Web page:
Leprosy: Myths and Facts

Today is World Leprosy Day and to support the movement and awareness of leprosy, a disease may of us do not really understand, we have decided to write an article on the myths and facts about leprosy.

What is Leprosy? 

Leprosy is an infectious disease that has been known since biblical times. This disease causes skin sores, nerve damage, and muscle weakness that gets worse over time. Leprosy is also called Hansen disease.

What Causes Leprosy? 

Leprosy is caused by the bacteria Mycobacterium leprae. Experts believe that the bacteria spread when a person breathes in tiny airborne droplets released when someone with leprosy coughs or sneezes. The bacteria may also be passed on by coming into contact with the nasal fluids of a person with leprosy.

Does Leprosy Have Forms?

Yes it does.

Leprosy has 2 common forms: tuberculoid and lepromatous. Both forms produce sores on the skin. However, the lepromatous form is more severe. It causes large lumps and bumps (nodules).

Is Leprosy Contagious?

It is not very contagious. Although it has a long incubation period (time before symptoms appear), which makes it hard to know where or when someone caught the disease. Children are more likely than adults to get the disease.

Most people who come in contact with the bacteria don’t develop the disease. This is because their immune system is able to fight off the bacteria.

Is Leprosy Common?

Leprosy is common in many countries worldwide, and in temperate, tropical, and subtropical climates. About 100 cases per year are diagnosed in the United States. Most cases are in the south, California, Hawaii, and U.S. islands, and Guam.

The Nigerian federal government has revealed that Nigeria records about 3,000 new cases of leprosy, second after Ethiopia each year, and more disturbing are the new cases in children which is reported to be above 10%.

Drug-resistant Mycobacterium leprae and an increased numbers of cases worldwide have led to global concern for this disease.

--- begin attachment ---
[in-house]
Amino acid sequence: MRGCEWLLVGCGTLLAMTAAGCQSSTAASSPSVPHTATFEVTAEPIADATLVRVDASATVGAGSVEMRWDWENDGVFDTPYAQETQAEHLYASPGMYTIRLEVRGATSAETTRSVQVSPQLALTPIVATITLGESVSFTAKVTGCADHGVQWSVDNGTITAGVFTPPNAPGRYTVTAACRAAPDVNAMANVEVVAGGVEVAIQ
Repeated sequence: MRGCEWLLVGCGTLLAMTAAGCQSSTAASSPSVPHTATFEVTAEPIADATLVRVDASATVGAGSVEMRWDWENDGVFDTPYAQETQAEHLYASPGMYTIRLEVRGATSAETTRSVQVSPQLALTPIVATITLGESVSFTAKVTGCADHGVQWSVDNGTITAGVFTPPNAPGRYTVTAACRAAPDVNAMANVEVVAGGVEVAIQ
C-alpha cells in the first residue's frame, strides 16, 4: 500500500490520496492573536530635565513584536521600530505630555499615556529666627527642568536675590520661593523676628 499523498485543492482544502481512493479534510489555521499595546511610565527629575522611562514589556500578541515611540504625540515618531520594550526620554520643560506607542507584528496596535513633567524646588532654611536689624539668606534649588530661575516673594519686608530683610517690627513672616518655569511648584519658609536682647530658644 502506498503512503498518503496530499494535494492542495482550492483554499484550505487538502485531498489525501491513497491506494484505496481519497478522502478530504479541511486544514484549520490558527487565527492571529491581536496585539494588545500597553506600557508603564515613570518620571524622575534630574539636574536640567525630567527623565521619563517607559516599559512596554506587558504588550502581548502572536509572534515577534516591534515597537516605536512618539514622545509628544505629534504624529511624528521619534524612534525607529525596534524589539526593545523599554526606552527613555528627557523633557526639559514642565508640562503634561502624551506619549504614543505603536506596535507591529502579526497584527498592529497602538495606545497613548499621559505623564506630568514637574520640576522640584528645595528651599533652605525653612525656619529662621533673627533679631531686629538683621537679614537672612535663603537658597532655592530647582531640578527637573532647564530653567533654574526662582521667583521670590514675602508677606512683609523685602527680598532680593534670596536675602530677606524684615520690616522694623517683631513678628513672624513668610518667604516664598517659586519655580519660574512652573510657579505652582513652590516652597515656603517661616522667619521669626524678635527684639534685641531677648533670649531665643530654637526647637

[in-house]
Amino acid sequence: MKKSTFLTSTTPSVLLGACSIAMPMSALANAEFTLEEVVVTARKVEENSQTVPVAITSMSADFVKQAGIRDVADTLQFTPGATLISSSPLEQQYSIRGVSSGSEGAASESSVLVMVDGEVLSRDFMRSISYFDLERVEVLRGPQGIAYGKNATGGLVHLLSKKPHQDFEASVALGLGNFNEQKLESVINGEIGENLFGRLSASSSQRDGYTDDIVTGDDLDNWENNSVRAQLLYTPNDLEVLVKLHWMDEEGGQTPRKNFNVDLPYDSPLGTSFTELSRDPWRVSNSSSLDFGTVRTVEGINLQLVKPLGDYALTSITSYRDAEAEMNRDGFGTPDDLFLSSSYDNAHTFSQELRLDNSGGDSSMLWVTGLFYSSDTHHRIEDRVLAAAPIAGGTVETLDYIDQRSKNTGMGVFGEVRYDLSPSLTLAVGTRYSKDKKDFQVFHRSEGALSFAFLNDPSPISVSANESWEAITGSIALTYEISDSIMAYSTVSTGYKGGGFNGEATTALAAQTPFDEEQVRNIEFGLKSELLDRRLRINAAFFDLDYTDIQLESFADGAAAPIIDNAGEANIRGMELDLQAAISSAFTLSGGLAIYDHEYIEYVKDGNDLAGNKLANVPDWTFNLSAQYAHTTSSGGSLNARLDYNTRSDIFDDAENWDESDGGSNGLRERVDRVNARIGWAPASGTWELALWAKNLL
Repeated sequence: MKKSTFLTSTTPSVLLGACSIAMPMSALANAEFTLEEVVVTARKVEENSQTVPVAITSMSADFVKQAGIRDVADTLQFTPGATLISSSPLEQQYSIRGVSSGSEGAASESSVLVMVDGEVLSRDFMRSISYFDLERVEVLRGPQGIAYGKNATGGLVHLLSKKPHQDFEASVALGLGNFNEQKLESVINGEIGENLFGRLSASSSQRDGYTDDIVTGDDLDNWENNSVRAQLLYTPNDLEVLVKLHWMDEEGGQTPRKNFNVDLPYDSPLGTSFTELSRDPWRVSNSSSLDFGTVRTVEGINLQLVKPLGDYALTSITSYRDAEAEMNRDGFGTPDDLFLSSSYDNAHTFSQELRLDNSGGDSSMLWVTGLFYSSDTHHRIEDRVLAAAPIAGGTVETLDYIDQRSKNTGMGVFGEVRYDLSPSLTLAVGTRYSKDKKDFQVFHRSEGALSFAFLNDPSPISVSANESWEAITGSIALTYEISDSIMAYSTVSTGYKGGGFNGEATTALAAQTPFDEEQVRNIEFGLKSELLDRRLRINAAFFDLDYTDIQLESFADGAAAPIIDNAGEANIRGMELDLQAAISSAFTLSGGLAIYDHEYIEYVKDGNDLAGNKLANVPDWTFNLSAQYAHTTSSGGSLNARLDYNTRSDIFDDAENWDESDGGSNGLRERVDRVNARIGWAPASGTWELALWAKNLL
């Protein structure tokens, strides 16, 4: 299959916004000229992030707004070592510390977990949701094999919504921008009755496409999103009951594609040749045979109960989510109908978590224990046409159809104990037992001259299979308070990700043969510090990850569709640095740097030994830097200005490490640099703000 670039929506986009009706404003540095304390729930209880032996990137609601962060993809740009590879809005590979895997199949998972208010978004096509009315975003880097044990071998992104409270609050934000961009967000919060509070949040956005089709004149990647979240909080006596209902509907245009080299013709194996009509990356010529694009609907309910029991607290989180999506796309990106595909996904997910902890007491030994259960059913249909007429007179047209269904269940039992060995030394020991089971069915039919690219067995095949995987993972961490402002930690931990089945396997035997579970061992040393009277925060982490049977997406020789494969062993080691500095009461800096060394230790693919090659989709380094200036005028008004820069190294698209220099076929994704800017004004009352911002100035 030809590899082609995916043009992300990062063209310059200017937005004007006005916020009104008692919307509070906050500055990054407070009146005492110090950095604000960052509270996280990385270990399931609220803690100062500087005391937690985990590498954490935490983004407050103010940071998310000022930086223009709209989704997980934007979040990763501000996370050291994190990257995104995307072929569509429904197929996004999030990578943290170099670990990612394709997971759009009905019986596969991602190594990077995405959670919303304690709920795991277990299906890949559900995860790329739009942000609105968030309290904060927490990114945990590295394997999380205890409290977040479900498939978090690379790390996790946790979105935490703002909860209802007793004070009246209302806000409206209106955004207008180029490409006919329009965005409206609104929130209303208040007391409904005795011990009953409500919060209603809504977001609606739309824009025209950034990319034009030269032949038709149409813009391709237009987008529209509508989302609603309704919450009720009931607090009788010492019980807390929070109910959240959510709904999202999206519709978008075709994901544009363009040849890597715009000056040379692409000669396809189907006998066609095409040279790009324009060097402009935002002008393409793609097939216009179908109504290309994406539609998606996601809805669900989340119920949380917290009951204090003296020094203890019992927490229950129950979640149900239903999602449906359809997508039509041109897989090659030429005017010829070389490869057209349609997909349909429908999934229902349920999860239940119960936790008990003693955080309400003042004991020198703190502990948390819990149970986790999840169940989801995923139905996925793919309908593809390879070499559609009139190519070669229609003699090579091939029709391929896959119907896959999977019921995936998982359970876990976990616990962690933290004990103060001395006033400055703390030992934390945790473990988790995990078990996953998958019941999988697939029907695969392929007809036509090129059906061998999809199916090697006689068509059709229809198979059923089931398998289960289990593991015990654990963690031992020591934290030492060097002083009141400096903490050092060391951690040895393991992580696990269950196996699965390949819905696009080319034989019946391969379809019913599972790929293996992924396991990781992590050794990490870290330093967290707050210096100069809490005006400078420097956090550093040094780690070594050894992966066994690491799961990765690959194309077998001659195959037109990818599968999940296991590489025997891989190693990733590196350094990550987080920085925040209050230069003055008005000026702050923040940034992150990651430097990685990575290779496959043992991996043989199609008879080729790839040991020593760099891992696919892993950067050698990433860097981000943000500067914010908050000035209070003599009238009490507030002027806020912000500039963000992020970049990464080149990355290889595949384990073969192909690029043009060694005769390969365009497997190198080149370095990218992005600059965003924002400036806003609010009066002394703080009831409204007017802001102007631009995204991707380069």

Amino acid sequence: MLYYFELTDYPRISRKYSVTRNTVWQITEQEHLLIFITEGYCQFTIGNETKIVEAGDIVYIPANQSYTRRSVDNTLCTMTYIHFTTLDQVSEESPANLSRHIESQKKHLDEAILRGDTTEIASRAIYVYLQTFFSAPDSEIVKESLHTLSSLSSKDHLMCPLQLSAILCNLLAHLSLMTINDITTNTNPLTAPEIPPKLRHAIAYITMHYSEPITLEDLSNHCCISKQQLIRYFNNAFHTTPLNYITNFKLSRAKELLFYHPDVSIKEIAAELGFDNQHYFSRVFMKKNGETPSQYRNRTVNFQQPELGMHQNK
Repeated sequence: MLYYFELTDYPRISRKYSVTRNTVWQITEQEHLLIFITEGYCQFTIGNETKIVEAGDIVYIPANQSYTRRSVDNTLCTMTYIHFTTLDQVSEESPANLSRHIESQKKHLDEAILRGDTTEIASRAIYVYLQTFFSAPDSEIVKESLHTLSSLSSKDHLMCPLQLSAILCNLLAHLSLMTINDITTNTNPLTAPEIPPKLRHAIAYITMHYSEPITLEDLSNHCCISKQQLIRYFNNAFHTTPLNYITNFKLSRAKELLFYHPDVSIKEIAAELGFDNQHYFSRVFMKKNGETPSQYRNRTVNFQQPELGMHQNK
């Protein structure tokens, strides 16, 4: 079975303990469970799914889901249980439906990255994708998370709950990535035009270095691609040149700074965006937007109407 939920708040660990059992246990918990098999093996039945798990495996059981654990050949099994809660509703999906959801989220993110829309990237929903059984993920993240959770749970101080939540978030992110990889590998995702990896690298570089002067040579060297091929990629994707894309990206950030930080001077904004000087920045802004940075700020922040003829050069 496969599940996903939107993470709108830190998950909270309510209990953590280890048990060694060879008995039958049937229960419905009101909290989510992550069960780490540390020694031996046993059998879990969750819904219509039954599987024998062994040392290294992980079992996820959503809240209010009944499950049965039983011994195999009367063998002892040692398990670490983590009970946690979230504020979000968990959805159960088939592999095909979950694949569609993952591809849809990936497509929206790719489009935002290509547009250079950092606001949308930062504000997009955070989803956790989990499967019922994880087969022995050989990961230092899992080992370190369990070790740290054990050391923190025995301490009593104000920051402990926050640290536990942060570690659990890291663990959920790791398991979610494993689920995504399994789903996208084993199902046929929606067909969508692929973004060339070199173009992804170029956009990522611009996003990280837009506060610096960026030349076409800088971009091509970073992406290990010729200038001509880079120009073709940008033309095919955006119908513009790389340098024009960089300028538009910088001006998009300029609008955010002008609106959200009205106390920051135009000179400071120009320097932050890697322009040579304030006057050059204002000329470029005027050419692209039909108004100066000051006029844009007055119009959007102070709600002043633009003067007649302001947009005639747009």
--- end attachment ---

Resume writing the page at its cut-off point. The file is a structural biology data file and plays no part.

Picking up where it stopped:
Are People Infected With Leprosy “Lepers”?

Referring to victims of the disease as lepers is derogatory, says Dr Moses Onoh, the director of the Leprosy Mission in Nigeria. He further states that the proper way to define them is “ persons affected by leprosy as it is a disease that can affect anyone”. He also calls for good general hygiene as the disease is caused by germs that reside and breed in dirty environments.

He said the reason why the ailment still persists is because most people do not know the signs and symptoms and as such do not come out early enough for treatment.

What Are The Symptoms Of Leprosy? 

What Tests and Exams Can Be Used To Diagnose Leprosy?

  • Skin Lesion biopsy
  • Skin scraping examination

The lepromin skin test can be used to tell the 2 different forms of leprosy apart, but the test isn’t used to diagnose the disease.

How Can Leprosy Be Treated?

Several antibiotics are used to kill the bacteria that cause the disease. These include dapsone, rifampin, clofazamine, fluoroquinolones, macrolides, and minocycline. More than 1 antibiotic is often given together.

Aspirin, prednisone, or thalidomide is used to control inflammation.

How Early Must The Disease Be Diagnosed?

Diagnosing the disease early is important. Early treatment limits damage, prevents a person from spreading the disease, and reduces long-term complications.

What Health Problems Could Result From Leprosy? 

Health problems that may result from leprosy include:

  • Disfigurement
  • Muscle weakness
  • Permanent nerve damage in the arms and legs
  • Loss of sensation

People with long-term leprosy may lose the use of their hands or feet due to repeated injury because they lack feeling in those areas.



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